For The First Time In FIS History, A US Woman Wins The Overall Title.

[Editor Note: This article by Roger Lohr first appeared in

Diggins says experience is teaching her about her capabilities and how to win. Credit: Cross Country Skier

Following an Olympic gold medal in 2018 and a published autobiography in 2020, Jessie Diggins continued her onslaught of Nordic skiing and the world beyond. This winter season, the 29-year-old Diggins overcame the threat of the worldwide pandemic and her female competitors to become the first American woman to win the overall FIS cross country ski world cup title in history.

 In a story posted on by Peggy Shin, this year Diggins’ accolades included winning the large crystal globe given to the overall FIS World Cup winner, the overall distance title for the season, and the Tour de Ski — dominating the eight-stage race with six podium finishes and two wins.

Refusing to take individual credit for the overall win, Diggins stated that she felt gratitude for her team. “This is something we’ve worked towards as a team and something that we’ve been building momentum towards for many years. There are so many people working behind the scenes [prepping our] skis, coaching us, writing our training plans, helping us with sports psychology, helping fund our team. There are so many people who get us to the start line.”

This was Diggins’ tenth full season competing on the world cup tour, and she commented “Getting a little bit older, getting tougher mentally and physically, the more years you’ve trained, you have more hours, more experience, more intervals, more races under your belt. I’m learning more about my body and learning how it can perform well in a race.”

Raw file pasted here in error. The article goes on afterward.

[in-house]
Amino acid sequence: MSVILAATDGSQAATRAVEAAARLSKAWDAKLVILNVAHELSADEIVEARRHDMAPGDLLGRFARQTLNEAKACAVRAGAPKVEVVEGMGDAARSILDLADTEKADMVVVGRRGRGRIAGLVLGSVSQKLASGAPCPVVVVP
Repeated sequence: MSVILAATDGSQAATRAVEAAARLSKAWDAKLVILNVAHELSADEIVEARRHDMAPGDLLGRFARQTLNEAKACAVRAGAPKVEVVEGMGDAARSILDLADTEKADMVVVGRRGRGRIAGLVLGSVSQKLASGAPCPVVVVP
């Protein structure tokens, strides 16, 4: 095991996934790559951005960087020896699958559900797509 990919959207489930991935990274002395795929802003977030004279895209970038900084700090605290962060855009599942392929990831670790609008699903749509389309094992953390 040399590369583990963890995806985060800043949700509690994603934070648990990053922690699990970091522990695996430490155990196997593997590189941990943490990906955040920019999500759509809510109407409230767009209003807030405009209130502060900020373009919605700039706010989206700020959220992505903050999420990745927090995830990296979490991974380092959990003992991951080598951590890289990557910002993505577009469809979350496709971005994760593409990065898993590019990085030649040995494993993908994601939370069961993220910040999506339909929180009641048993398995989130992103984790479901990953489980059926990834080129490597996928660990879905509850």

Diggins credits her team in helping her win an extraordinary title for an American. Credit: MPR

Several races in the 2020-21 world cup schedule were canceled, and many teams including the usually dominating women teams from Norway and Sweden chose to skip races due to pandemic concerns. For this reason, some question whether Diggins’ overall title should have an asterisk.

According to writer Peggy Shin, Diggins is adamant that her victories this season deserve no such negative demarcation. She pointed out that even in non-pandemic years, cross country skiers frequently miss or skip races. Injuries, illnesses, overtraining, any number of variables can keep athletes from competing. So every win deserves an asterisk. Or none at all.

The only other American to win the cross country ski world cup title was Olympic silver medalist Bill Koch, who won it in 1982. He was an early adopter of skate skiing, which was an advantage against competitors as it was a significantly faster technique compared to classic skiing.

 If you know anything about cross country skiing at the world cup level, the notion of an asterisk for specific circumstances in such a grueling season-long challenge is frankly ridiculous. These competitors and their teams are to be admired and celebrated.

One Comment

  1. A fantastic achievement; thanks for covering it!

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